Dallas—The U.S. apartment market generated its highest year-end annual effective rent growth since 2005. That is among the findings in the fourth-quarter/year-end apartment data from Axiometrics, a company focused on apartment market and student housing research and analysis.
Also contained in the report was the finding that the fourth-quarter occupancy rate reached 95 percent for the first time since 2000, and that among the top 50 metropolitan areas, Portland, Ore., tallied the strongest rent growth at 12 percent.
In the fourth quarter of last year, annual effective rent growth of 4.7 percent represented a seven-basis-point increase from the year-earlier figure. However, it was lower than the 5.2 percent of the third quarter of 2015.
The fourth-quarter rate is the highest year-end figure since 2005. Then, effective rent growth stood at 5.8 percent.
For five consecutive quarters, rent growth has attained levels of 4.7 percent or higher, despite a three-quarter streak of at least 5.0 percent coming to an end during that period. Annual rent growth has never been at 4.7 percent or higher for such a lengthy period in the two-decade history of Axiometrics.
Continuing a trend of negative rent growth at year end, quarter-over-quarter effective rent growth was minus 0.6 percent in the fourth quarter of 2015. That represented a 32-basis-point slide from the 0.3 percent reported in fourth quarter 2014. What’s more, fourth quarter was the only quarter in 2015 in which the rent growth rate fell from the corresponding quarter in 2014. Seasonal factors tend to leave quarter-to-quarter rent growth negative in fourth quarters.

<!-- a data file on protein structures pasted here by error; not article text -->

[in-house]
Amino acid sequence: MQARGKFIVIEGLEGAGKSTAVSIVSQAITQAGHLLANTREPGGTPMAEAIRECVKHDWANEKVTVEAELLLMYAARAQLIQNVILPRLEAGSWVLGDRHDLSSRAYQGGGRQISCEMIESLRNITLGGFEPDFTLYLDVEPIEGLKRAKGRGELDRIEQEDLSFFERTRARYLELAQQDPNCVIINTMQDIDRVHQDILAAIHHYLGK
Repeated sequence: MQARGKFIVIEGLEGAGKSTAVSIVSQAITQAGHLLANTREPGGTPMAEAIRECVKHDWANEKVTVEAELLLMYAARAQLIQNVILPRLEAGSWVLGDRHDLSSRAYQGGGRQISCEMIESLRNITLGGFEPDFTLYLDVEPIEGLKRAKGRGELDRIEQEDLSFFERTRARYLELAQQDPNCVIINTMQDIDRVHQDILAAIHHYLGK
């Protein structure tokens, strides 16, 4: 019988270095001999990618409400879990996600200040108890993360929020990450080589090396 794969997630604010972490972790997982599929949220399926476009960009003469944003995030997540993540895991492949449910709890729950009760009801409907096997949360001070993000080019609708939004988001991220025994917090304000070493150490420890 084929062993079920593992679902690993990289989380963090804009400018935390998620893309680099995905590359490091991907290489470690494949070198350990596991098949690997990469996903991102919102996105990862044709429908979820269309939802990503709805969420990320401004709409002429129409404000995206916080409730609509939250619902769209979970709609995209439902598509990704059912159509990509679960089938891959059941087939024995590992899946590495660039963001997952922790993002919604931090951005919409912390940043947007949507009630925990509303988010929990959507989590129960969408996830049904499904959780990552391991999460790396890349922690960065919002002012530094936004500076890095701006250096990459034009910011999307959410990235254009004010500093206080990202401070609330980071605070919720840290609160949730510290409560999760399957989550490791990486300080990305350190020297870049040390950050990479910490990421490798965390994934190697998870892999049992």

In the fourth quarter of 2015, annual national rent stood at $1,244. That marked a $56 hike vis-à-vis the fourth quarter of 2014, when the average was $1,188.
“Quarters one through three were the most robust period we have seen since before the Great Recession,” Jay Denton, Axiometrics senior vice president of analytics, said.
“Much of the fourth-quarter moderation can be attributed to several Western markets that experienced double-digit rent growth for most of the year, but could not sustain that pace,” he continued. “Those markets remain quite strong at 6 percent and higher rent growth. Axiometrics forecasted those metros to moderate, and they did late in the year. As expected, they remained among the top markets for rent growth despite the deceleration late in the year.”
Speaking of Western markets, in the third quarter, Portland, Ore., supplanted Oakland as the metropolitan area with the highest annual rent growth among Axiometrics’ top 50 markets, and retained that status in the fourth quarter.
Also in the fourth quarter, seven of the top 25 metros were in California. The third was Sacramento, and the sixth was San Diego. Florida, meanwhile, placed five metros in the fourth-quarter top 25, Orlando among them in fifth place.